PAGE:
Former GOP Speaker of the House indicted …
Former Republican Speaker of the House Dennis Hastert (R-IL) was indicted on federal charges of tax evasion and lying to the FBI. As reported at the WAPO, in 2010, Hastert agreed to give an unnamed person $3.5 million “to compensate for and conceal his prior misconduct against Individual A.” The “prior misconduct” occurred before Hastert entered politics in 1981 as he was elected to the Illinois state House in the election of 1980. It would appear that Hastert was paying $3.5 million in hush money to an individual and got busted.
Read the Indictment HERE.
The Justice Department has indicted former House Speaker Dennis Hastert on reporting evasion charges and lying to the FBI as part of an effort to conceal paying off the victim of “prior bad acts.
In an indictment handed down in the District Court of Northern Illinois, the Department of Justice and IRS charged Hastert, 73, with illegally transferring funds in an effort to avoid detection by the IRS, a scheme known as “structuring.”
In the indictment, Hastert is accused of agreeing to pay one individual $3.5 million.
Although the indictment does not specify the “bad acts,” sources said they could be from before Hastert, who is now a lobbyist in Washington, entered politics in 1980. The indictment does, however, claim that Hastert agreed to make the payments “[d]uring … 2010 meetings and subsequent discussions.” In at least one of those meetings, according to the indictment, Hastert and the individual “discussed past misconduct by [Hastert against the individual] that had occurred years earlier.”
The bail amount, included in court documents made public Friday, will allow Mr. Hastert to stay out of custody until he is scheduled to appear in court for an arraignment. An arraignment hasn’t yet been scheduled, but will probably take place in the coming days.
Mr. Hastert hasn’t appeared in public or commented on the charges. The case was assigned to U.S. Judge Thomas Durkin.
UPDATE II: So what is the law that Denis Hastert broke?
* The law Hastert allegedly broke dictates that any cash withdrawal over $10,000 be accompanied by a Currency Transaction Report filed by the bank to the federal government. “The federal law requiring these reports was passed to safeguard the financial industry from threats posed by money laundering and other financial crime,” according to the Treasury Department’s Financial Crimes Enforcement Network (FINCEN). “To comply with this law, financial institutions must obtain personal identification information about the individual conducting the transaction such as a Social Security number as well as a driver’s license or other government issued document. This requirement applies whether the individual conducting the transaction has an account relationship with the institution or not.” These regulations grew out of the Bank Secrecy Act of 1970, which is formally known as the “Currency and Foreign Transactions Reporting Act of 1970.”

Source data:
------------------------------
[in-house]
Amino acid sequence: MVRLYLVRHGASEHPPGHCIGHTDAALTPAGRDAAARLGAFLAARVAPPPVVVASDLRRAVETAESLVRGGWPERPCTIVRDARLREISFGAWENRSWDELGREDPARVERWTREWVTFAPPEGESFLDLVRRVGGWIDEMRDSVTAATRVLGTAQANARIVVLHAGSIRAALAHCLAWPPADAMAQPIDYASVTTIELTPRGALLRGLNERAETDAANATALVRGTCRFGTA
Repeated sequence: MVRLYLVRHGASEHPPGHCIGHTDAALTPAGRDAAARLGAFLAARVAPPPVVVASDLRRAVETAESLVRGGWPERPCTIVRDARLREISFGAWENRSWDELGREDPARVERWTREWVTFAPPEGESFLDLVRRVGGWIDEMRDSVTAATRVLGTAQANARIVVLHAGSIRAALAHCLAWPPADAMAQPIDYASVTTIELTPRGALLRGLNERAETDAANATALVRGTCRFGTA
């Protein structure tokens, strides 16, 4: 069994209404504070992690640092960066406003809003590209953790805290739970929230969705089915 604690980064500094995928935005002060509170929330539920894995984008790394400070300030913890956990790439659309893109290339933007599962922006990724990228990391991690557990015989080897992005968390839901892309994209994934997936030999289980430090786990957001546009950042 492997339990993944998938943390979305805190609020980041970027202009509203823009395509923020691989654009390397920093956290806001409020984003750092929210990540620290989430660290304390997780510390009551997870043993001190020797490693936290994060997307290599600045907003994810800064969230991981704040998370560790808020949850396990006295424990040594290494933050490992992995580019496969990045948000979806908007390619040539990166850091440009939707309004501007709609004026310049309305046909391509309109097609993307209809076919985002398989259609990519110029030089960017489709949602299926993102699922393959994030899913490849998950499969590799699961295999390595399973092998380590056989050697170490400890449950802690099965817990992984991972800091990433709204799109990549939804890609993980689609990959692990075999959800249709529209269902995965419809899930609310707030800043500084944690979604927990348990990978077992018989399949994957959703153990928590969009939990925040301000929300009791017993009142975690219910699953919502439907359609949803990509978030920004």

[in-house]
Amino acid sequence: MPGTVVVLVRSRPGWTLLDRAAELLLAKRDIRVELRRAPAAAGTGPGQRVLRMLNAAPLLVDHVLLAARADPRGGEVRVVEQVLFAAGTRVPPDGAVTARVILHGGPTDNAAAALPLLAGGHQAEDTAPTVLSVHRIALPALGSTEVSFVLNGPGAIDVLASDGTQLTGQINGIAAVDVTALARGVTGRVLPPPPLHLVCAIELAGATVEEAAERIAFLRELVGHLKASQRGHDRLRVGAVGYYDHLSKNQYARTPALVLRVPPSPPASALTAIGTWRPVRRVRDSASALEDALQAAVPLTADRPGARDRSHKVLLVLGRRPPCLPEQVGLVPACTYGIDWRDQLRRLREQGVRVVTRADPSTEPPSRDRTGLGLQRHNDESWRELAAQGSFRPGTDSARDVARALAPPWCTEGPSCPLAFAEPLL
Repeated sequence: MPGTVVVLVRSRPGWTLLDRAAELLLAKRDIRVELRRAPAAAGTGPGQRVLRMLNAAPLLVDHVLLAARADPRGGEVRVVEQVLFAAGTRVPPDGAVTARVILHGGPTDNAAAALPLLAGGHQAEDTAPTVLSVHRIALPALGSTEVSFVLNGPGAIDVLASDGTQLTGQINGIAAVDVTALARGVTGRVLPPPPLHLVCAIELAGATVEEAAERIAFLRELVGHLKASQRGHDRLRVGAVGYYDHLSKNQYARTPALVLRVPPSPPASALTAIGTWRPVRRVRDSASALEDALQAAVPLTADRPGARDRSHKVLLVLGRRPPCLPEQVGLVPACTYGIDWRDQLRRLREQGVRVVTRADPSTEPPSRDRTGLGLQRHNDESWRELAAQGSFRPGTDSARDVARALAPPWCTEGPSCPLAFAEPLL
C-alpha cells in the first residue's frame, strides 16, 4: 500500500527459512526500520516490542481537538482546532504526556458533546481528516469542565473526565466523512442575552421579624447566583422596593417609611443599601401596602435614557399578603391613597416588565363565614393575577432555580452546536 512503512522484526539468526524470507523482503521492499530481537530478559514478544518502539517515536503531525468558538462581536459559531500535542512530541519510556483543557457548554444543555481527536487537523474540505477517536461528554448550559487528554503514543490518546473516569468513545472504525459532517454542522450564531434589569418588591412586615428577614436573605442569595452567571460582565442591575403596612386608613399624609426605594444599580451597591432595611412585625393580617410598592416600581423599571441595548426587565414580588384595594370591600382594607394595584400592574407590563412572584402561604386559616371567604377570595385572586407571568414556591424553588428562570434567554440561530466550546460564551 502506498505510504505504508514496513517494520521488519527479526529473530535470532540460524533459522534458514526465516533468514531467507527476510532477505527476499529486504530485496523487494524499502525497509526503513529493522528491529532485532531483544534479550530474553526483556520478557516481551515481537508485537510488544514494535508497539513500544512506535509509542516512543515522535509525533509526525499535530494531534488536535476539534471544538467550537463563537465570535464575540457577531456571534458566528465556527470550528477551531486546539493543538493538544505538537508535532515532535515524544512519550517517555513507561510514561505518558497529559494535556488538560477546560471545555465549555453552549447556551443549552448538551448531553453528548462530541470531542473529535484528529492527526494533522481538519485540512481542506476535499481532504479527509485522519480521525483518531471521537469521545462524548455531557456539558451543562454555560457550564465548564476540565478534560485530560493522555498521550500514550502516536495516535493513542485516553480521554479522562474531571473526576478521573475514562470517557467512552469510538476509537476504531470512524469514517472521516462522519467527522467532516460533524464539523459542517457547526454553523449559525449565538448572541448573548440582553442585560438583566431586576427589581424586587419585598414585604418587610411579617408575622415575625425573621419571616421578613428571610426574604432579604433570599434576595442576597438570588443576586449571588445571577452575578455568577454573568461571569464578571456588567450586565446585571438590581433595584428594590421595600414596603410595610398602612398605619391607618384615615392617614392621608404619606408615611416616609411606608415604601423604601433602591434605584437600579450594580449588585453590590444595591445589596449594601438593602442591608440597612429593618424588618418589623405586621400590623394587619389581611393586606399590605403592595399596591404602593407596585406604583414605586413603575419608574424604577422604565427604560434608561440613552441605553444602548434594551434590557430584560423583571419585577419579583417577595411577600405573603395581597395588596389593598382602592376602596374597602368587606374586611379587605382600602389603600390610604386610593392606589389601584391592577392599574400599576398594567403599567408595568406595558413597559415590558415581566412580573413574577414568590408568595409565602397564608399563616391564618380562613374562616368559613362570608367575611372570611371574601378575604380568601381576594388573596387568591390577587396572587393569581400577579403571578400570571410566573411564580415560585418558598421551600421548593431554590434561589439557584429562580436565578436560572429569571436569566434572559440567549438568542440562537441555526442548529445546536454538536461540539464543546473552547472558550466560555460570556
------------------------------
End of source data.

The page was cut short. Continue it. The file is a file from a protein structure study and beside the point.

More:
* The federal investigation into Hastert’s withdrawal practice began in 2013 due to concerns that Hastert was “structuring” withdrawals to avoid the reporting requirements. Structuring, which is also called “smurfing,” is a purposeful attempt to break up large cash withdrawals to keep them from drawing scrutiny. It’s a common practice in money laundering and gambling. Between June 2010 and April 2012, Hastert took $50,000 out of his bank accounts on 15 different occasions. When questioned about those practices by bank officials, Hastert began taking out less than $10,000 at a time to avoid detection, a classic case of structuring or smurfing, if true.
* When confronted about his withdrawals by federal officials in late 2014, Hastert allegedly lied — insisting that he was keeping the cash for himself. Hastert said that he “did not feel safe with the banking system,” adding: “Yeah … I kept the cash. That’s what I’m doing.” Lying to federal officials is, obviously, a crime.
UPDATE III: Hastert resigns lobbying position after indictment.
Former Speaker Dennis Hastert (R-Ill.) has resigned from his position as a lobbyist at law and lobby firm Dickstein Shapiro following a federal indictment released Thursday, according to a firm spokesman.
“Dennis Hastert has resigned from the firm. Scott Thomas will continue to lead the Public Policy & Political Law Practice,” a firm spokesman said in an email to The Hill.
Hastert’s biography was removed from the firm’s website Thursday. In a statement issued late Thursday, a Dickstein Shapiro spokesman said only that “Dennis Hastert has resigned from the firm.” Hastert also resigned Thursday from the Chicago Mercantile Exchange board, according to reports.